This ensures that not only can readers easily access other parts of the app at the simple touch of their screen. It also allows access to several scroll-down menus with further information that readers would want. The BBC take on navigation is supremely simple, and something that we have all seen before on so many websites. But because we live in a hectic world, we love this kind of navigation, simply because we already know where to look and for what.
If you’re looking for some further hints on creating effective navigation tools, then follow this link.
The right template makes the most responsive layouts
This is where you might just need to do a bit of research into design authoring tools that make the most responsive elearning tools.
As mentioned above, you can’t control what kind of device your readers will be using, but it may as likely be a smartphone as a tablet (especially with older learners). This is where interfaces with highly responsive designs are your best friend, as the content you create will adjust automatically according to the size of the screen being used.
It also means that you will need to create different breakpoints throughout your ebook that indicate where content will be displayed on the digital page. What the reader views will vary according to what device they are using, a feature managed by the Learning Management System (LMS). This comes down to the ebook’s navigability.
It is also where a good design authoring tool becomes your best friend; because you can simply pick out the templates you require, upload all content and then simply make the modifications you need.
Although there is, of course, the ubiquitous Adobe InDesign as a go-to for design of any kind, you can also import most formats of templates straight into the free version of Kotobee Author. Otherwise, some good sites you can consider for authoring are Lectora, Adobe Captivate, Articulate or Amvonet.
Navigability isn’t just click-ability
One of the major bonuses of ebooks is their ability to allow readers to access any part of the ebook they need at the simply click of a button (or tap of the screen). But navigability isn’t just confined to click-ability – it can also relate to the ebook equivalent of a website’s sitemap
This is where users have a one-stop digital page for resource list links, access to online libraries, a quick overview of what’s included in your ebook and the like. It simply acts much like a contents tool, giving readers the opportunity to jump to any part of their ebook as they wish – which is especially useful for elearning courses.
With this in mind, you also need to break down for readers what exactly they can access – from the main overviews and chapter topics right down to core topics that focus on the nitty-gritty. This can work just as well as tabs as it can scroll down menus, making it a lot more user-friendly.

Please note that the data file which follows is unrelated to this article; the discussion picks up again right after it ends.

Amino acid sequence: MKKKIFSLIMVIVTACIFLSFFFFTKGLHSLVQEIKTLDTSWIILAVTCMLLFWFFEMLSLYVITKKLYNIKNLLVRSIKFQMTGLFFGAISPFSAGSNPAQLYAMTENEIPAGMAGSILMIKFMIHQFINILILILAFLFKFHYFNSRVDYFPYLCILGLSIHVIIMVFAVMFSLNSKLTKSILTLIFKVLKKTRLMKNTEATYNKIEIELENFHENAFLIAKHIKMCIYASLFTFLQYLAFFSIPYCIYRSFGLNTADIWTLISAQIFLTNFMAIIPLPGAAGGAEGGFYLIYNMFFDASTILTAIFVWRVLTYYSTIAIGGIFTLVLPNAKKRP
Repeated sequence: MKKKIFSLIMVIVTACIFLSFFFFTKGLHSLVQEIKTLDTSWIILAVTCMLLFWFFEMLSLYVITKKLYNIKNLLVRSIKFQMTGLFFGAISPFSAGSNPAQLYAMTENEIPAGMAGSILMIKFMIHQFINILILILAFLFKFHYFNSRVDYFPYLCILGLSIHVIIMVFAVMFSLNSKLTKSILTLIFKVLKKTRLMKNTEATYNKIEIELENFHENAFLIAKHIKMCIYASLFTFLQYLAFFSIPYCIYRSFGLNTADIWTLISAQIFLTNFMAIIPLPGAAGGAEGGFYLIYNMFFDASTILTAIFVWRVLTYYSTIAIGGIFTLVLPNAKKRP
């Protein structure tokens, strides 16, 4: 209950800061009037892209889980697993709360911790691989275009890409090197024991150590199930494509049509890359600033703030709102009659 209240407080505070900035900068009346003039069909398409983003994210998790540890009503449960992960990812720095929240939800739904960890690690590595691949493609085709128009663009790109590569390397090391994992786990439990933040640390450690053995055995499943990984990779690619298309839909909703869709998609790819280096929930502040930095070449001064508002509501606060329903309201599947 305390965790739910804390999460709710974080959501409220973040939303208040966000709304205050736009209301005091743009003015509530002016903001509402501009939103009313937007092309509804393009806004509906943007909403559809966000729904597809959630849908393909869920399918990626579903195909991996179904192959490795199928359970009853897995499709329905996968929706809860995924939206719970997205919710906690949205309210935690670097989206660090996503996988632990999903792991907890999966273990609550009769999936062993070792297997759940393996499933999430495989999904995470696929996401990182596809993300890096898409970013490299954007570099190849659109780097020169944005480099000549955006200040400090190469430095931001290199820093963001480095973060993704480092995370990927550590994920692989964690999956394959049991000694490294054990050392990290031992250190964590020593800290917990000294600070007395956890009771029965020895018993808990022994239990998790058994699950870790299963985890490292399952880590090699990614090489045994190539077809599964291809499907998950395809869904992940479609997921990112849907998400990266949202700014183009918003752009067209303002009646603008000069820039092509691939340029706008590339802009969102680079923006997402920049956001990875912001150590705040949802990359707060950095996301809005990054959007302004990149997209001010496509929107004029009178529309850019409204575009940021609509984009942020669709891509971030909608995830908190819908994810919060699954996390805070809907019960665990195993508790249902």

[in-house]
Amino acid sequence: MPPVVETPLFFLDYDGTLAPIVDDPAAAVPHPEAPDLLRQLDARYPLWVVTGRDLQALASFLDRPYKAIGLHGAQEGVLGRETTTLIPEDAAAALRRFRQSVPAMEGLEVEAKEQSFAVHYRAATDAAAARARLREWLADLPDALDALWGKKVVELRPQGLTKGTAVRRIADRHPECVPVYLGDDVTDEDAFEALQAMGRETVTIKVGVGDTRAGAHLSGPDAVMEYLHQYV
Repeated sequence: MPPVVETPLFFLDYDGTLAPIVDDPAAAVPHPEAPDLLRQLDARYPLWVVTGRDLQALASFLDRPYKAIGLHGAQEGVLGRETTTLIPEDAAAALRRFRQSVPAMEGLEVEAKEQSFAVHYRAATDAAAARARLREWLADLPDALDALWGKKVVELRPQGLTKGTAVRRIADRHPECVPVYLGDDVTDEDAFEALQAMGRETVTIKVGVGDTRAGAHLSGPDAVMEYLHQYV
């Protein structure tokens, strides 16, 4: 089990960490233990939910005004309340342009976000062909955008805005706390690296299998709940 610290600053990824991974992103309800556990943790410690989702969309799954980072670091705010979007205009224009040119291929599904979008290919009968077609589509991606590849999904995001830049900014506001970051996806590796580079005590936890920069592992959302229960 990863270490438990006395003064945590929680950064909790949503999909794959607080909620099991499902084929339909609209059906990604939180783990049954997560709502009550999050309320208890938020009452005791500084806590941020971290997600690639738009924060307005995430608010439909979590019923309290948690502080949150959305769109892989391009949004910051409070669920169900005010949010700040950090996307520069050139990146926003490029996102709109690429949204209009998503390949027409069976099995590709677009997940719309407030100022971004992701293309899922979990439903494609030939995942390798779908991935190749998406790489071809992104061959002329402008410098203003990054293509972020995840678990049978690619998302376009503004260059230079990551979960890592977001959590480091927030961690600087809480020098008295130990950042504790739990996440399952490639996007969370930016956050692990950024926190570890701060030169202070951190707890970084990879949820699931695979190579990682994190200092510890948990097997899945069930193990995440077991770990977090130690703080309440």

Drop crumbs for your readers
Just like Hansel and Gretel dropped crumbs on the forest floor so they could find their way out again, you can do the digital version of this for your readers. It could be something as simple as clicking on a “Next” button or getting readers to answer a question correctly before they can move on.
This is one of the most effective ways to engage your readers effectively, and it’s also very simple! As with any user-friendly interface, this bridge over to the next part of the learning experience needs to be clear, either through text directing users to the next part, or it could be a button or call to action. It could even be an animated image that focuses the reader’s attention onto moving forward.
Another innovative version example of this is the interactive text game app, “Blackbar“. This unusual app-cum-ebook allows readers to fill in missing words in the text that have been “deleted” in Big Brother style. It’s an amusing way of introducing interactivity to the reading context.
Consistency is your best friend
There’s nothing like a good bit of consistency is there? Don’t doubt how much a reader’s subconscious comes into it either.
Think of hyperlinks on a digital page – by now, we all know that if a bit of text is bright blue and has a line underneath it, we can click on it and we will be taken to a new page or audio/video link. This is our subconscious at work here – and it happens in every hyperlink on every single digital page you will come across.
The more you change things around and lack consistency, the more confusing it will be for readers (and it will also be a lot more off-putting). You need to ensure that the colour, shape, and placing of a button is consistent throughout the ebook because readers won’t want to keep searching for something as simple as that.
Although readers now expect authors, like you, to be more innovative in the way you use interactive ebook technology, you need to bear in mind that simplicity often trumps funky new designs. No matter how sophisticated you want to try to be, you should keep the above points in mind to create a user-friendly experience for your readers.
Whether it’s good readability, easy navigation or simply providing your readers with an easy way of moving around the ebook, you’ll find the above points help you polish your ebook for publication.
Did you enjoy the article? Have we missed any crucial tips? Let us know in the comments below!